The research is clear, prevention and early intervention is better for young people, better for communities and better for the government's hip pocket.
Yet even after decades of government reports, reviews and reforms calling for greater investment, there has been little movement and funding continues to be crisis oriented rather than focusing on preventing the issue in the first case and intervening much earlier when an issue starts to arise.
The failure to grow investment in true prevention or early intervention only serves to increase children, young people and families who require intensive support, while at the same time undermines effective work already happening on the ground.
Youth Action in partnership with Fams and LSCA have done the groundwork to prepare the 2019 early intervention review paper 'The case for an effective prevention and early intervention approach' which fills the definitional gap and proposes a model for investment.
To read the 2019 review download the PDF.
Employment is essential to a young person’s wellbeing and future success. Having a job gives a young person the opportunity to attain financial security, independence, skill development and a sense of belonging. However, youth unemployment is very high across NSW and this has long-term detriments for those young people, the economy and the wider community. Youth Action made a submission to the Senate Inquiry into jobactive, to represent the voices of young jobseekers. We recommended that the government do more to tackle youth unemployment, especially for marginalised young people.
Understanding how issues affect young people starts with listening to them and hearing their perspectives. Many organisations and stakeholders try to work in the interests of young people without asking their views on the issues that affect them most.
That's why we surveyed 3,400 young people to seek their views on the issues that they care about and which have the greatest impact on their lives.
We overwhelmingly found that young people place a huge value on fairness, equity and equality within Australia. Their attitudes and goals on important issues such as education, employment and housing are most often altruistic and aimed at creating a better society for everyone.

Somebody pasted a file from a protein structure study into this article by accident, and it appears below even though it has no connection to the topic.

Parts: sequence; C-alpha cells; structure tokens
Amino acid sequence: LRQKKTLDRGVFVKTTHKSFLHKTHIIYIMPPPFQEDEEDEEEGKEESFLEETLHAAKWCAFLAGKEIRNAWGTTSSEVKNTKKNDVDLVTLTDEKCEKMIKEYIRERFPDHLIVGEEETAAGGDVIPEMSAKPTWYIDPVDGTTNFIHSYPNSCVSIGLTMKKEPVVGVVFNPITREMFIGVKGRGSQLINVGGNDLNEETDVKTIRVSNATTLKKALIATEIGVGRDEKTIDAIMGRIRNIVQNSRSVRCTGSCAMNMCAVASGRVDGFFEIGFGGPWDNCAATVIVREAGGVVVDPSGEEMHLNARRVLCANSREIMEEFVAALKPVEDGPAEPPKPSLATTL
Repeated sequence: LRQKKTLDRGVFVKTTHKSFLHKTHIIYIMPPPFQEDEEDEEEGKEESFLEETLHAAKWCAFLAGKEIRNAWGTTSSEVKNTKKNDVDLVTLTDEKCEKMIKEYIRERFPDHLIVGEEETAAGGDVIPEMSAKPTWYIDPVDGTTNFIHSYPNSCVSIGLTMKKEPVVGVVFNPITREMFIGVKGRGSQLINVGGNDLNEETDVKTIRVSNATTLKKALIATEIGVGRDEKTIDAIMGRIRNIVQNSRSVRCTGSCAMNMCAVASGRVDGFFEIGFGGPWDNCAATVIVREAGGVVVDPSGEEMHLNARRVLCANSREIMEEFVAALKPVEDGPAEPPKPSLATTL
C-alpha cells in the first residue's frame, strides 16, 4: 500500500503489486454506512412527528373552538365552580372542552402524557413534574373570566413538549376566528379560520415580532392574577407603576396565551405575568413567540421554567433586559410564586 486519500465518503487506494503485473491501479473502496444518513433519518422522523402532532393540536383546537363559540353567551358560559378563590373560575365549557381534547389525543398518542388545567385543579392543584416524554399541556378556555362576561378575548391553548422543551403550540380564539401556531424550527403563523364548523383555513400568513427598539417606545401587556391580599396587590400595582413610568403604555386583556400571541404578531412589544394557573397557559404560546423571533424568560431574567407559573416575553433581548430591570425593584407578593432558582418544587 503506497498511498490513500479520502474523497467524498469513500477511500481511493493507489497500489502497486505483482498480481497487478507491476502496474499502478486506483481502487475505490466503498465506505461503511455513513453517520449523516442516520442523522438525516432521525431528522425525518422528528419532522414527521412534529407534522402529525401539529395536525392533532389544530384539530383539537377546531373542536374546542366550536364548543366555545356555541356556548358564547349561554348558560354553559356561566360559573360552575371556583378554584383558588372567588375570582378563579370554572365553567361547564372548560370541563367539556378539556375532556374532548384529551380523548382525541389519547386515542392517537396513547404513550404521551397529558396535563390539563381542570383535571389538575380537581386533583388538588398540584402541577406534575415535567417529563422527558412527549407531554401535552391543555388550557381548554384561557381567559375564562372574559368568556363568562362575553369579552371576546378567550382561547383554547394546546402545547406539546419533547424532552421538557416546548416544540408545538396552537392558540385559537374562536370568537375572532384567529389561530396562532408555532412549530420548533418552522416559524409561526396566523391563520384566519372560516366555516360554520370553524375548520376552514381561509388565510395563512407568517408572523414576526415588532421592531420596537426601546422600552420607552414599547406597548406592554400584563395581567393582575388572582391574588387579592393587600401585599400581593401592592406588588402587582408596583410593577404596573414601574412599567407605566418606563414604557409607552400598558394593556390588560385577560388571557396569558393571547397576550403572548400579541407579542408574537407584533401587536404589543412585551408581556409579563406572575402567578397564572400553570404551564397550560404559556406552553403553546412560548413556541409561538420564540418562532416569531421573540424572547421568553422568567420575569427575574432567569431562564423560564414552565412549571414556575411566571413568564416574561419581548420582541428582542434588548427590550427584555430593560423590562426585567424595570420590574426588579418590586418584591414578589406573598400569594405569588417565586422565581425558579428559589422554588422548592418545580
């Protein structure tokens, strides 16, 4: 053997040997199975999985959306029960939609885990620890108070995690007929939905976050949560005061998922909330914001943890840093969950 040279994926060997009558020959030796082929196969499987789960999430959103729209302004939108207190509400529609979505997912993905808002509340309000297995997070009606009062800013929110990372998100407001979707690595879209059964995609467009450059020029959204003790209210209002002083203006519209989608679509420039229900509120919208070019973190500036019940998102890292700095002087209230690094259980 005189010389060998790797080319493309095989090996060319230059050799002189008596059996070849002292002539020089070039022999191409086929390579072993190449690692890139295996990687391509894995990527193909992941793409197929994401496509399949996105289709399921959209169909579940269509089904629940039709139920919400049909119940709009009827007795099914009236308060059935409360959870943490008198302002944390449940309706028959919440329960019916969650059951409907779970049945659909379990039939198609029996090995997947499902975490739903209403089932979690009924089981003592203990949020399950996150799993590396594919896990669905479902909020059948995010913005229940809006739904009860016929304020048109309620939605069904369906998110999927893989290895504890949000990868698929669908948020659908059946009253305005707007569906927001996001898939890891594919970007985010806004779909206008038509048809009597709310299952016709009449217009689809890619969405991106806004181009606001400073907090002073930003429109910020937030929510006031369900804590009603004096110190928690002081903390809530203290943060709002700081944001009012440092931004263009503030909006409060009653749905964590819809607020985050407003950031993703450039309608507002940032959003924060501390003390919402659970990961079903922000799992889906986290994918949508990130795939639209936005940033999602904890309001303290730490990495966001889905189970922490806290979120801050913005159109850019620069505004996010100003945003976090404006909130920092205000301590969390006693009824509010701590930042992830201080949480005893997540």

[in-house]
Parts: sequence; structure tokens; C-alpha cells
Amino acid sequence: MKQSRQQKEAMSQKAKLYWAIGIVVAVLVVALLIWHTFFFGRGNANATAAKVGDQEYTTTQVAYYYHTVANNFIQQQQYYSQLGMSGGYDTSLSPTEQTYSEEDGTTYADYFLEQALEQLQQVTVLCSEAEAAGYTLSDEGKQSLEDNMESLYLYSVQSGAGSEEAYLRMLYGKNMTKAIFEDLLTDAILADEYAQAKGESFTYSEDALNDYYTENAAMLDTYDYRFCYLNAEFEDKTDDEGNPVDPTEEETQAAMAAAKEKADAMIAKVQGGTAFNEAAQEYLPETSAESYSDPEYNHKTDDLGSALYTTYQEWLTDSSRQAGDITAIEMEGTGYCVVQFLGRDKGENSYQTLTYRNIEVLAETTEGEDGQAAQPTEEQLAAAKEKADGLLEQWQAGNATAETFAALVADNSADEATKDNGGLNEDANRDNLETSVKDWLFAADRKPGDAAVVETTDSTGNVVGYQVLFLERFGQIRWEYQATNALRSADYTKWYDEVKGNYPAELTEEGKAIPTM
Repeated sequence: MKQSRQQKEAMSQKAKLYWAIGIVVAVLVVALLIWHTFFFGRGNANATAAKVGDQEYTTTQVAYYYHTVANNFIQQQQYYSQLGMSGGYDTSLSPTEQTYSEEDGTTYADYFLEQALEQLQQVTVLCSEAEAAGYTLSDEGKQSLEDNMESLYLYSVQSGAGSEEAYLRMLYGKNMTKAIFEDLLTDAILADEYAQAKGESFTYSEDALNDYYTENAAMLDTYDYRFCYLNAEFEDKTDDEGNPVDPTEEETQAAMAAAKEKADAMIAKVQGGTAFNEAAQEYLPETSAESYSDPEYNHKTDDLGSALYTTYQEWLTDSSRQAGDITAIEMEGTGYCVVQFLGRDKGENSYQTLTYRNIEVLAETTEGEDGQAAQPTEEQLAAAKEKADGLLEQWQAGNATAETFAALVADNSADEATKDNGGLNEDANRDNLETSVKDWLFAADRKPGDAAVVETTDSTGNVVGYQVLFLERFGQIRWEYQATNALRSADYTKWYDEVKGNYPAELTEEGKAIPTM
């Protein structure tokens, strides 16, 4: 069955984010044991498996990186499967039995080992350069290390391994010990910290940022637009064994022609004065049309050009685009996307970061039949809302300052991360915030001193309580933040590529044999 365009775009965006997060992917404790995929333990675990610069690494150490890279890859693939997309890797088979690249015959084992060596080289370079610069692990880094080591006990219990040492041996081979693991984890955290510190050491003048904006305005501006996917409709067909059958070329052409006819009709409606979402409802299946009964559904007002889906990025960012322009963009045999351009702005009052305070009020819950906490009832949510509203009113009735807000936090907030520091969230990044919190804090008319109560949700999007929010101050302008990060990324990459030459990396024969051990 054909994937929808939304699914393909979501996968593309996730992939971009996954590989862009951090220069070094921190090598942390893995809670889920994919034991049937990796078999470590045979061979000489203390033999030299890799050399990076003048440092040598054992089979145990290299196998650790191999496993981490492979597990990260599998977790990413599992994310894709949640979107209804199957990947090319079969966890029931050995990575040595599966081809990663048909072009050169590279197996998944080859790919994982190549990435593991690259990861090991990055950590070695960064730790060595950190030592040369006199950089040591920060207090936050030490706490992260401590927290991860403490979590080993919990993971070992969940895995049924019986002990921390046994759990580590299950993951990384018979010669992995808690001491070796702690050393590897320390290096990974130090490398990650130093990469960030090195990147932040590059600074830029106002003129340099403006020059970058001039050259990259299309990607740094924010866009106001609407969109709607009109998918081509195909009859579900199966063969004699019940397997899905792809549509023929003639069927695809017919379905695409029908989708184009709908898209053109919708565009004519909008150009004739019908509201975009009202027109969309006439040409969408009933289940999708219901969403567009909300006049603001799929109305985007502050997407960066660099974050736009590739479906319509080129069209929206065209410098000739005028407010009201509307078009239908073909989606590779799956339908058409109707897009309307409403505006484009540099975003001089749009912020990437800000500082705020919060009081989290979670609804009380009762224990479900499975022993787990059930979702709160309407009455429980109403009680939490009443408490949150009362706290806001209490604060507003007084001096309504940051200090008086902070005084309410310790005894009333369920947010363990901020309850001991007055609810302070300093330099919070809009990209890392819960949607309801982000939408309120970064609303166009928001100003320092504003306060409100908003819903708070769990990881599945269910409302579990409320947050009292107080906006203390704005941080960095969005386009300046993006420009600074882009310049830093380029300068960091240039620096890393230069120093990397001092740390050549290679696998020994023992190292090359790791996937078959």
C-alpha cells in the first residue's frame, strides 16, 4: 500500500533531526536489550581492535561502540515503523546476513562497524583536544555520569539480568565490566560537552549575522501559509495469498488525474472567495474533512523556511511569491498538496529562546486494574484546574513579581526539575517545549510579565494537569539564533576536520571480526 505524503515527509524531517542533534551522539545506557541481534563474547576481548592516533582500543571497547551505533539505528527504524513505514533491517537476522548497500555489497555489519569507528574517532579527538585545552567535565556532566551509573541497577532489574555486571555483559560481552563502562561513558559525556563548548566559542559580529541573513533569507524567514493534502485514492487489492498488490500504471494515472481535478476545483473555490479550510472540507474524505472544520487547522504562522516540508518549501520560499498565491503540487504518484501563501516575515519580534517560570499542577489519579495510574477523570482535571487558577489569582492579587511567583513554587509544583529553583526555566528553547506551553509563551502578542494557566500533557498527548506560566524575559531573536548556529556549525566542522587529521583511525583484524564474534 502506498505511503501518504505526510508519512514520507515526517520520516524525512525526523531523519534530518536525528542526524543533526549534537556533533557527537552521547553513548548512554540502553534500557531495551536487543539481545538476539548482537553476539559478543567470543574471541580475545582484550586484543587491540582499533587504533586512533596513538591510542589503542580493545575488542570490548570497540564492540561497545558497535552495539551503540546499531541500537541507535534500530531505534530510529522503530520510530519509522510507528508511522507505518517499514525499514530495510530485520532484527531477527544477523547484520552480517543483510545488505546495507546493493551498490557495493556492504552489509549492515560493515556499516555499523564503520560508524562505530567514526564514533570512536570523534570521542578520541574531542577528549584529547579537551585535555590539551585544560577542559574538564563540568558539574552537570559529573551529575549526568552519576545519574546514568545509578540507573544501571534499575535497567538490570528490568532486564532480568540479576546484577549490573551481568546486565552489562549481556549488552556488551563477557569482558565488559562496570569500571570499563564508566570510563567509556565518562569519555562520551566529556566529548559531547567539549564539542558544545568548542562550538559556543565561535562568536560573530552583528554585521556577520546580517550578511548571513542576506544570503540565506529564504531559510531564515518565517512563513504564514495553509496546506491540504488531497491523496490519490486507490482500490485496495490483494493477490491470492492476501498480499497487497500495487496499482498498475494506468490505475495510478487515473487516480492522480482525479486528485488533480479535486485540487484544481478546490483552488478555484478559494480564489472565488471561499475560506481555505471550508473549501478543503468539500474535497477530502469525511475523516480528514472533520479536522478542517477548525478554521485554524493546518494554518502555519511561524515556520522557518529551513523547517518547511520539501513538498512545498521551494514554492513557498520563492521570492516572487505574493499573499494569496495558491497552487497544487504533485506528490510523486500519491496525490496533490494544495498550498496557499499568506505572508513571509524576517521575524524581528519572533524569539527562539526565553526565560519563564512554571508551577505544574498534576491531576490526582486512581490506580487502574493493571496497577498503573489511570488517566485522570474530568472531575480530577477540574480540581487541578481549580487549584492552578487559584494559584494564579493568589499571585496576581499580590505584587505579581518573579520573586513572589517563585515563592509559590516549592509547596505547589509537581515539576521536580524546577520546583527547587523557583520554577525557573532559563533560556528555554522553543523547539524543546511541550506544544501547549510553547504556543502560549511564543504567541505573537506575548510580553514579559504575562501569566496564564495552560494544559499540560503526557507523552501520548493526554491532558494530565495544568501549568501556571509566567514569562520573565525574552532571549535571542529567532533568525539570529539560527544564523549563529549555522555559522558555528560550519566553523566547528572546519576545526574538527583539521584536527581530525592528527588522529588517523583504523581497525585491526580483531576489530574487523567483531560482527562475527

On critical issues young people are seeing widening inequality gaps within society as a whole, between generations and even within their own peer group. They are also overwhelmingly disappointed by government's response to their issues, citing politicians' lack of vision and inability to listen to young people. They feel that governments are not acting in their best interests or the interests of future generations.
Our report, Inequality in Australia: A Young Person's Perspective, provides direct quotes from young people on issues that are having an impact on them.
A society where young people are empowered to make political decisions, and where political parties are dedicated to making the best policies for young people will ensure a positive future for Australia as a whole. That's why we submitted to the Committee on Electoral Matters Inquiry into the Commonwealth Electoral Amendment Bill.
We have recommended that the Parliament allow those aged 16 and 17 to vote on a voluntary basis, and that this be supported with improved education in civics at school. This would allow young people passionate about issues to engage in the political process and ensure that politicians pay attention to their voices and their needs.
Young people are passionate about issues, and voter turnout overseas demonstrates that when given the opportunity, young people aged 16 and 17 are much more likely to use their right to vote than those aged 18–24.
Youth Action joined with the Australian Youth Affairs Coalition and six other state youth peaks to support the 2018 Bill to lower the minimum, non-compulsory voting age to 16.
Providing the opportunity for young people aged 16 and 17 the option to vote recognises them as citizens and contributors to society. It also gives them a recognised platform to participate and express their views about government policies in Australia. The option to vote at 16 will also encourage conversation about politics at an earlier age and foster a strong sense of civic engagement earlier in life.
The change would also bring voting rights in line with other significant rights gained by young people aged 16. Young people aged 16 can leave school, live independently, become parents, make independent medical decisions and obtain a driver’s license. At 17, young people can join the military. A large number of young people aged 16 and 17 contribute to our economy by engaging in employment and taking on legal responsibilities and tax obligations.
In June 2018, Youth Action responded to the NSW Government's Review of s61HA of the Crimes Act 1900 (NSW). Legislative changes are essential when their impact can create a safer and more inclusive community, and give young people the best chance to develop and succeed.